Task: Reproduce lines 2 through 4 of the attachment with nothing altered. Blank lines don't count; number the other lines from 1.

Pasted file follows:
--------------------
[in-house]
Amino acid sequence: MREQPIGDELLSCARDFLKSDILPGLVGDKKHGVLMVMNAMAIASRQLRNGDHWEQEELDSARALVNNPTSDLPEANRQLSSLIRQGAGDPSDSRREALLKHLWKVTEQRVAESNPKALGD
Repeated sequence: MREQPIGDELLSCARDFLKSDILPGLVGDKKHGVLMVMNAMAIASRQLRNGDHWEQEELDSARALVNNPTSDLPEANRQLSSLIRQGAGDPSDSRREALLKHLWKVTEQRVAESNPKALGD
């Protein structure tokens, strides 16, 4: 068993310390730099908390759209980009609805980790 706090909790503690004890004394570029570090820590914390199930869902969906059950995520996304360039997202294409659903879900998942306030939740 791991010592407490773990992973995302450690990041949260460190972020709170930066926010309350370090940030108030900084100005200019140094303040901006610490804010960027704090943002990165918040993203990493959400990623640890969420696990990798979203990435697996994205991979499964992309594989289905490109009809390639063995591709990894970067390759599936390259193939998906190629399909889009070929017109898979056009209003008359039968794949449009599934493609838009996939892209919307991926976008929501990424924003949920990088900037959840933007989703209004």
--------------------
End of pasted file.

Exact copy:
Amino acid sequence: MREQPIGDELLSCARDFLKSDILPGLVGDKKHGVLMVMNAMAIASRQLRNGDHWEQEELDSARALVNNPTSDLPEANRQLSSLIRQGAGDPSDSRREALLKHLWKVTEQRVAESNPKALGD
Repeated sequence: MREQPIGDELLSCARDFLKSDILPGLVGDKKHGVLMVMNAMAIASRQLRNGDHWEQEELDSARALVNNPTSDLPEANRQLSSLIRQGAGDPSDSRREALLKHLWKVTEQRVAESNPKALGD
């Protein structure tokens, strides 16, 4: 068993310390730099908390759209980009609805980790 706090909790503690004890004394570029570090820590914390199930869902969906059950995520996304360039997202294409659903879900998942306030939740 791991010592407490773990992973995302450690990041949260460190972020709170930066926010309350370090940030108030900084100005200019140094303040901006610490804010960027704090943002990165918040993203990493959400990623640890969420696990990798979203990435697996994205991979499964992309594989289905490109009809390639063995591709990894970067390759599936390259193939998906190629399909889009070929017109898979056009209003008359039968794949449009599934493609838009996939892209919307991926976008929501990424924003949920990088900037959840933007989703209004």